The addition of alcohols to aldehydes and ketones to form hemiacetals and acetals involves nucleophilic addition followed by a dehydration step. Initially, the lone pair on the alcohol's oxygen attacks the electrophilic carbonyl carbon, resulting in the formation of a tetrahedral intermediate. Proton transfer within the intermediate gives rise to a hemiacetal. In acid-catalyzed conditions, a second molecule of alcohol can react with the hemiacetal, leading to another nucleophilic addition and subsequent loss of water to form an acetal. The presence of an acid catalyst is crucial to protonate the oxygen atoms, making them good leaving groups and activating the carbonyl for attack.

Acetals are useful as protecting groups in organic synthesis because they are stable under basic and neutral conditions but can be converted back to the carbonyl group under acidic conditions. This selective stability allows chemists to modify other parts of the molecule without affecting the carbonyl group. The acetal protection is particularly useful when a molecule with a carbonyl group must undergo reactions that would otherwise react with the carbonyl, such as Grignard reactions or reductions.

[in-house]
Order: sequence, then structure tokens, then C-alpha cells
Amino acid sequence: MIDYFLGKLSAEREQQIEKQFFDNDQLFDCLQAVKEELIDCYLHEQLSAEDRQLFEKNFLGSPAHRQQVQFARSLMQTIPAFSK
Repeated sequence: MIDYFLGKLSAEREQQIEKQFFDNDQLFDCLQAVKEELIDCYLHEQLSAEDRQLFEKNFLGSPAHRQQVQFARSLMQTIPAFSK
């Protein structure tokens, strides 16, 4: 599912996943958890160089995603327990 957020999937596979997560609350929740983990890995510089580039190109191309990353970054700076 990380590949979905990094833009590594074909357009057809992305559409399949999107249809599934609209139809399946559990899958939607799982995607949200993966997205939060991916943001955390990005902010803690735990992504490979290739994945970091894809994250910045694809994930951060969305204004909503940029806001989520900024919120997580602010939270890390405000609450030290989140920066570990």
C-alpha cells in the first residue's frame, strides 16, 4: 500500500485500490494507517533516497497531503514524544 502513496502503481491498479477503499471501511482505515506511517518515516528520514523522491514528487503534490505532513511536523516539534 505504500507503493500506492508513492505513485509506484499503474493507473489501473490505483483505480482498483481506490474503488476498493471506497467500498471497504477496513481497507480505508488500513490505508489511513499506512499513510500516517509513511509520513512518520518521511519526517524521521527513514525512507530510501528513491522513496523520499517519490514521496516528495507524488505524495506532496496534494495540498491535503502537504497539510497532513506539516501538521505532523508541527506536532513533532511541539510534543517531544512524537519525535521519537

Acetals can be selectively hydrolyzed back to aldehydes or ketones using aqueous acid. The acid acts as a catalyst, protonating the acetal oxygen, which increases the electrophilic character of the carbonyl carbon, making it more susceptible to nucleophilic attack by water. This results in the formation of a hemiacetal intermediate, which can then be further hydrolyzed to yield the free aldehyde or ketone along with two equivalents of alcohol.

Cyclic hemiacetals are more stable than acyclic hemiacetals primarily due to the ring strain being relieved when forming a five or six-membered ring. These ring sizes are energetically favorable because they reduce the torsional strain and allow the atoms to adopt a near-ideal tetrahedral geometry. Furthermore, intramolecular reactions, which lead to the formation of cyclic hemiacetals, are more favorable compared to intermolecular reactions because they benefit from the "chelation effect," where a molecule forms two or more bonds to the same metal ion, stabilizing the structure.